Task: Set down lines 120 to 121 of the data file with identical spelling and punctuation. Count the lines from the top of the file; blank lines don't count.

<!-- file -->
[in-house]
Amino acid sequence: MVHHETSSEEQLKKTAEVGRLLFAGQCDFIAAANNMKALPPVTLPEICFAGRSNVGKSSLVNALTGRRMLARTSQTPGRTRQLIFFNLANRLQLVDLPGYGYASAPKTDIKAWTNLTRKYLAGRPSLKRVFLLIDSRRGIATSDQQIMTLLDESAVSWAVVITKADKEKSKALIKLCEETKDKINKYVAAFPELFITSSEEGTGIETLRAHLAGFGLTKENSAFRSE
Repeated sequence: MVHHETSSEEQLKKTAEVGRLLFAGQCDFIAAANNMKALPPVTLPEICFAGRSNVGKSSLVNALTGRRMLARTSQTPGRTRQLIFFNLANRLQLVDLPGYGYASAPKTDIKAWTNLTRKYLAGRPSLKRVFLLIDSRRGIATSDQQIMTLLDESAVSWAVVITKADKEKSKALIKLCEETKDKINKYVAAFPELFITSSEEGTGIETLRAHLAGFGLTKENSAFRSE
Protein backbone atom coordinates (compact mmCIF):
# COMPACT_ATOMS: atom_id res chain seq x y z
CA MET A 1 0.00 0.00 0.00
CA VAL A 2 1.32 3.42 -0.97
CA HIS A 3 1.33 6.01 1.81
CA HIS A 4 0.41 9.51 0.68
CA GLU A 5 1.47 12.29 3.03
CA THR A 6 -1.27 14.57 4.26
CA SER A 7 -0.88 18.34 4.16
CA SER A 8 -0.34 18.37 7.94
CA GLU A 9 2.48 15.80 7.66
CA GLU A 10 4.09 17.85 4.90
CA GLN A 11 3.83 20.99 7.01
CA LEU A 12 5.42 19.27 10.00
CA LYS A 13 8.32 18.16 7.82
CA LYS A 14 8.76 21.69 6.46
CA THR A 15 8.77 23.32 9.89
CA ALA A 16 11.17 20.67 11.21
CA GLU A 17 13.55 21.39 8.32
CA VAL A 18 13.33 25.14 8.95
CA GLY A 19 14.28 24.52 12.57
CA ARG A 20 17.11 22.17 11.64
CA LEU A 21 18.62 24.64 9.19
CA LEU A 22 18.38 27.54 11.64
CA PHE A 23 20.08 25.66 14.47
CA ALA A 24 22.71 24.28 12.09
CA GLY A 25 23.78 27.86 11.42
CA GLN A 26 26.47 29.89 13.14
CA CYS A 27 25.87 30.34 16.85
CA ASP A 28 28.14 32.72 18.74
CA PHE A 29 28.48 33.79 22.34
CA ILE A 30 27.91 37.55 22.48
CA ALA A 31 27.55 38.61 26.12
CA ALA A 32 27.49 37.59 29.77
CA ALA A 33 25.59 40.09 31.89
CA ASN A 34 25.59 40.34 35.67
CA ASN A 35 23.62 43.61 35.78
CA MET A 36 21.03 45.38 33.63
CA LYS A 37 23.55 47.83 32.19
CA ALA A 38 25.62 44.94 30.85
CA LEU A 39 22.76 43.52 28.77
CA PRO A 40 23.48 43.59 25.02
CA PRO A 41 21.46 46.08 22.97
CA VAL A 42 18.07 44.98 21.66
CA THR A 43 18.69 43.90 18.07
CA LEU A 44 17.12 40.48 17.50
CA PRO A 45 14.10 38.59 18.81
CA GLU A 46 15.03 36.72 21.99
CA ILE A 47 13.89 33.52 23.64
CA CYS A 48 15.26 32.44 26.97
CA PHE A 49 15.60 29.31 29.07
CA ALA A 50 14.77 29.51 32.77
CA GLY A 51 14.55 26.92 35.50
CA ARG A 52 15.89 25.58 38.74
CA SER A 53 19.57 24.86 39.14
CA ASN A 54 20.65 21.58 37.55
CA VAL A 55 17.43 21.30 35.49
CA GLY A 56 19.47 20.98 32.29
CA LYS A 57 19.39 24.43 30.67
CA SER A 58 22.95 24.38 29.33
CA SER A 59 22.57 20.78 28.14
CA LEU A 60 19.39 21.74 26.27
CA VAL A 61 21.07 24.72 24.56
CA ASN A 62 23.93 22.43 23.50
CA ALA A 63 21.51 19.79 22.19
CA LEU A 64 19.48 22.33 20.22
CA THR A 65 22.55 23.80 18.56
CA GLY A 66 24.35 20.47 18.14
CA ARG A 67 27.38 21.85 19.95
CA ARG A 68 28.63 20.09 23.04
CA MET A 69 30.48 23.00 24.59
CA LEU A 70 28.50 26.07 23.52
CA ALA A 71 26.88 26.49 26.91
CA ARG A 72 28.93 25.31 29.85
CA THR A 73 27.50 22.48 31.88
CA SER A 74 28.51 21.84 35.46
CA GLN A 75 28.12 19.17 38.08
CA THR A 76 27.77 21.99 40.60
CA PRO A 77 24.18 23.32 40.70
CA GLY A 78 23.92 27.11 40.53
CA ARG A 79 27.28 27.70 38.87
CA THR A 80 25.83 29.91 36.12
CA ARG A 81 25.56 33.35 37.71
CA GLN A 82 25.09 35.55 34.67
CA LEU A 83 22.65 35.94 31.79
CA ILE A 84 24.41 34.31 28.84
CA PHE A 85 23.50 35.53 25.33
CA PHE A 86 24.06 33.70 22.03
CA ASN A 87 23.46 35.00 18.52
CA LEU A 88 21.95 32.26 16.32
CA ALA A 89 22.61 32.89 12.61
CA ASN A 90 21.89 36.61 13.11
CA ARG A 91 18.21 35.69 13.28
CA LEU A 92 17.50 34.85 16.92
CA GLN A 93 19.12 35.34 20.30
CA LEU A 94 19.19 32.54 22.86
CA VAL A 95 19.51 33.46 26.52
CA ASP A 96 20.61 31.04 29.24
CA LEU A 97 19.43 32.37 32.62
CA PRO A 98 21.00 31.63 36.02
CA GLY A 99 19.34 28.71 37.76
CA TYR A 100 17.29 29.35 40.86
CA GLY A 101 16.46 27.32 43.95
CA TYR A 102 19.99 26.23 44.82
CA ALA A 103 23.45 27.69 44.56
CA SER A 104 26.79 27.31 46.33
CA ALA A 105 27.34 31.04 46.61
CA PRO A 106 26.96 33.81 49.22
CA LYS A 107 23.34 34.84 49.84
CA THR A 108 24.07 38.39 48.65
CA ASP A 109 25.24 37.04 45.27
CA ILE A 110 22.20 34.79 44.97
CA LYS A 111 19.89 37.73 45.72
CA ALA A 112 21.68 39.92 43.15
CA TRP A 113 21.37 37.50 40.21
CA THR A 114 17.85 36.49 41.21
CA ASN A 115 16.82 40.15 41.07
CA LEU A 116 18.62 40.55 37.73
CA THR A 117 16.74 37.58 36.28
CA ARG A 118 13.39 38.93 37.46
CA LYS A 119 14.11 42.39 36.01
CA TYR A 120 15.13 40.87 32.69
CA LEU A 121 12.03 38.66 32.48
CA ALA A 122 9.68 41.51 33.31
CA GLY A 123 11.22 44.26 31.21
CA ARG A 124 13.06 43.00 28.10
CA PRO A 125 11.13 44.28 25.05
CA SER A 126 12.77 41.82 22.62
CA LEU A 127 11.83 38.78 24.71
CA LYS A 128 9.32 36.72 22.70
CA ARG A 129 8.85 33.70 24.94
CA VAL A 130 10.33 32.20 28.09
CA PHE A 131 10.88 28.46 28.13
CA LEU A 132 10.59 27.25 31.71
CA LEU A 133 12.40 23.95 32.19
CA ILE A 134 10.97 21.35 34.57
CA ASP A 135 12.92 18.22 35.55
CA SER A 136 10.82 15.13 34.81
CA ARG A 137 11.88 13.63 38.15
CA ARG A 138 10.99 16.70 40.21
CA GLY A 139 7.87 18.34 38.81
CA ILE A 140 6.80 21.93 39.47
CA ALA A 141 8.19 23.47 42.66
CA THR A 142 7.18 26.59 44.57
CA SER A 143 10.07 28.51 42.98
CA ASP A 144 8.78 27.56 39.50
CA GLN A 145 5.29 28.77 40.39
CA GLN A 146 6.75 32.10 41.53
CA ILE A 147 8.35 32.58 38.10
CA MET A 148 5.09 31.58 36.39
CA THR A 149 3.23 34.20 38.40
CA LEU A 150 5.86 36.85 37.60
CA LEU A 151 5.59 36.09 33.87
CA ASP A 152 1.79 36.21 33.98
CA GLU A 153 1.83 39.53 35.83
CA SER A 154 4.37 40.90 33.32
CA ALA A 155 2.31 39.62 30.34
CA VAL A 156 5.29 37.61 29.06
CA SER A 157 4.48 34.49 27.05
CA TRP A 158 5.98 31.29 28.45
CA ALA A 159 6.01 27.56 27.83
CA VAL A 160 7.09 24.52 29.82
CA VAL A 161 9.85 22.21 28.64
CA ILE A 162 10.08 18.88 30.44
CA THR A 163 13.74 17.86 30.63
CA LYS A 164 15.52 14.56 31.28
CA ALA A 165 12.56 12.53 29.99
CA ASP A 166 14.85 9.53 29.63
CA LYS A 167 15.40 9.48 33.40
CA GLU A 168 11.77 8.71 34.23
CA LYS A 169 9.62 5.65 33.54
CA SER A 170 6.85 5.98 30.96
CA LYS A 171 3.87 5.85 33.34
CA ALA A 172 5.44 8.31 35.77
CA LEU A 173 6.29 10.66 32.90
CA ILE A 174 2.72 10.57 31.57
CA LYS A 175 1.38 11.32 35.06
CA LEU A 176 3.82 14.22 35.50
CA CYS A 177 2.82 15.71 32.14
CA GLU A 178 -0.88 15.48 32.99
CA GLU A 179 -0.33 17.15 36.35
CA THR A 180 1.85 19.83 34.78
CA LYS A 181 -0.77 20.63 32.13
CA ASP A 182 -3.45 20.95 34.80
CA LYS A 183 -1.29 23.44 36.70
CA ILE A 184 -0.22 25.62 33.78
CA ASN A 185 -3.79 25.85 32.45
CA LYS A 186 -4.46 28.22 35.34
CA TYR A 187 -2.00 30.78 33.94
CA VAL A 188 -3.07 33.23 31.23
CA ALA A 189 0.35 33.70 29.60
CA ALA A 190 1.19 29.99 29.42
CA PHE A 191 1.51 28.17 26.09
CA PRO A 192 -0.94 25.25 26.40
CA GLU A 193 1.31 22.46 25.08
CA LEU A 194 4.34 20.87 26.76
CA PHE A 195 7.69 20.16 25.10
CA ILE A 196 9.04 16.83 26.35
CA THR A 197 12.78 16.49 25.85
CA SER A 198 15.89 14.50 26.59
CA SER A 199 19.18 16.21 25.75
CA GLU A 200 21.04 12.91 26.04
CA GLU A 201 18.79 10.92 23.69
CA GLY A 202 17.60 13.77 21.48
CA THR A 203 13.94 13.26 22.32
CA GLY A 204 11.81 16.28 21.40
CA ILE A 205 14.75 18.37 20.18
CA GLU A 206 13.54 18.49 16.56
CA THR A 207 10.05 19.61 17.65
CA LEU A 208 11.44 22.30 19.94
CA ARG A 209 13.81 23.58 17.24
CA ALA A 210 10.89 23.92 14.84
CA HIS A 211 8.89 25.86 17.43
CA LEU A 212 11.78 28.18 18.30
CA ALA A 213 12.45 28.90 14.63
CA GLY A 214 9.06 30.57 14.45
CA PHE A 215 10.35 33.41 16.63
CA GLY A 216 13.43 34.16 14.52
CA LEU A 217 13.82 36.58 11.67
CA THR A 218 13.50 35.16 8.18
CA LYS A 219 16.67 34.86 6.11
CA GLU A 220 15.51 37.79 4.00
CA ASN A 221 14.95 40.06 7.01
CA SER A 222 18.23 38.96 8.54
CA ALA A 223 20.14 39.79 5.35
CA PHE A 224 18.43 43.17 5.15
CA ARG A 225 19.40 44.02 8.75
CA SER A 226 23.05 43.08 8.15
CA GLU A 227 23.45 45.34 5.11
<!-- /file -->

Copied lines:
CA ASN A 115 16.82 40.15 41.07
CA LEU A 116 18.62 40.55 37.73